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Wounded soldiers bid to be stars of Rio 2016
4:35pm Thursday 24th October 2013 in News
WOUNDED soldiers have been put through their paces to see if they could land gold medals at the Paralympic Games in 2016.
A team from the British Paralympics Association visited Help For Heroes-run Chavasse VC House, Colchester’s personnel recovery centre, to trial 20 veterans and soldiers.
They have been pushed to the limits of their endurance on bikes, in the pool, in rowing machines and on the bench press.
Among those trying out was former 3 Para Private Ben Lancaster, 24.
Dad-of-one Ben, of Colchester, was injured in a road-side bomb blast in Afghanistan in February 2011.
As well as needing metal plates behind his right knee and lower leg he lost much of his hearing.
Ben, who served with the Army for five years until August, said he would be willing to take up any sport he showed an aptitude for.
He said: “I was invited down and it was a really last-minute thing.
“I’d never thought about trying out. But certainly I would love to do it and take up a sport.
“I’ve been training to become a medic and am hoping to find employment in January.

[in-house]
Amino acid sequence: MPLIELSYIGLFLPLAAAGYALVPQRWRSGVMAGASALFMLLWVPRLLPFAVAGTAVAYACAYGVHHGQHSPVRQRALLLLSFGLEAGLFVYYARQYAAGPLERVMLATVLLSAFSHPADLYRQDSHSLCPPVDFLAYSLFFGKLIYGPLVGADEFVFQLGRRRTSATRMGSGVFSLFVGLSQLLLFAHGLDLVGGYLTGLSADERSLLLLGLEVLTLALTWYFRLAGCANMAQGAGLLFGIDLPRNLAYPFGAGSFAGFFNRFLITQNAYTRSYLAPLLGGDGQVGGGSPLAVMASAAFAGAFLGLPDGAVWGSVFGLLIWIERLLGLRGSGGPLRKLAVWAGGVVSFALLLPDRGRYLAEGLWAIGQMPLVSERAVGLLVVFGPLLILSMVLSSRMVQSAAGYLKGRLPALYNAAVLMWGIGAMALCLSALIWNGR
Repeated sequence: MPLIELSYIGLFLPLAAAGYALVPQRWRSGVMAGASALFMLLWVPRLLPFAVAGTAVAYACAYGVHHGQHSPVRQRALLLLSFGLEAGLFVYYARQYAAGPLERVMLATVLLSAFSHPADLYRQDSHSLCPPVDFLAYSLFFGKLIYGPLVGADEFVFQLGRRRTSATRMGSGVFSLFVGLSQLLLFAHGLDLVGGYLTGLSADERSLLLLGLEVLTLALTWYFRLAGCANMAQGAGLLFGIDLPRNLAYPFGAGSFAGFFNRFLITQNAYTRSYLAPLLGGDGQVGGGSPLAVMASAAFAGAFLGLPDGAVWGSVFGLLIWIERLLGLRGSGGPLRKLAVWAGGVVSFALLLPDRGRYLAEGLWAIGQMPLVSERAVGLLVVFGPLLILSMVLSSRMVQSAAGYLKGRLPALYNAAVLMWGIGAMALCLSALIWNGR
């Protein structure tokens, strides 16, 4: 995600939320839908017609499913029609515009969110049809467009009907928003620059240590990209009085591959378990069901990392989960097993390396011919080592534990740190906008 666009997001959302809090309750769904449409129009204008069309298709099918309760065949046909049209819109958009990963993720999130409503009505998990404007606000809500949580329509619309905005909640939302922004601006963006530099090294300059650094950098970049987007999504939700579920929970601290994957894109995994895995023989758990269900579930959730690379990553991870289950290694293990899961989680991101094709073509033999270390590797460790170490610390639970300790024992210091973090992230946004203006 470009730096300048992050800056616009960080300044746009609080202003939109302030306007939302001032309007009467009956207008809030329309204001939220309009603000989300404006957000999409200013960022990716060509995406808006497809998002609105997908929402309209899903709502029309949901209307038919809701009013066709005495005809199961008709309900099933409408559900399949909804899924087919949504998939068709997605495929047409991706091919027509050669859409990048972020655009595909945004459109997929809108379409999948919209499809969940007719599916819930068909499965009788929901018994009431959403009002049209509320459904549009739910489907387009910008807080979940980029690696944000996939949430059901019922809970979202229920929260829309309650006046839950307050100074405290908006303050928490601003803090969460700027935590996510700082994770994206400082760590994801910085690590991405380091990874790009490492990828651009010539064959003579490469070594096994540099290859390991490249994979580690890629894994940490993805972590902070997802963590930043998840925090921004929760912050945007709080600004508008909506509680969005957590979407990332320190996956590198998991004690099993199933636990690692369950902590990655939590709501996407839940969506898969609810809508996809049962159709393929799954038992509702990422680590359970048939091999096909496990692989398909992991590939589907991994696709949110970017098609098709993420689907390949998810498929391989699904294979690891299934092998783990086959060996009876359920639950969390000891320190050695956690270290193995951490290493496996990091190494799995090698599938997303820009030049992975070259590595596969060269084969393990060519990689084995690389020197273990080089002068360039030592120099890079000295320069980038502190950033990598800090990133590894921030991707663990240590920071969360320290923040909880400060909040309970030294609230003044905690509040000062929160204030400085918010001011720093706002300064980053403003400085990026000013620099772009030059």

“After today if I was lucky enough I would probably like to be chosen for the bench and strength competing but to be honest being chosen for anything would be awesome.
“It’s been extremely tough and really challenging, especially with my injury.
“But I’ve loved it.”
At London 2012 about 20 per cent of Paralympians were from military backgrounds.
Soldiers trying out yesterday hope to travel to Rio de Janeiro in Brazil in 2016.
Russ Sinclair, physical development officer at Chavasse VC House, said he believed by the time the Tokyo 2020 Games came round, half of Team GB’s paralympians would have Armed Forces history.
He said: “We jumped at the chance to offer this to the guys.
“In Colchester we have got a lot of guys at the peak of their fitness thanks to 16 Air Assault being here.
“Some of them here today are veterans who have come back to test their mettle and were completely unaware of the Paralympics.
“This will allow them to transfer their skills and drive to the games.”
The event was part of the Front Line to Start Line programme which is a partnership between Help for Heroes and the British Paralympic Association.
The testers will collate the information and send it off to the individual Paralympic teams.
Those that are successful will be called in to try out again and if chosen will be offered funding to train for the Paralympics.
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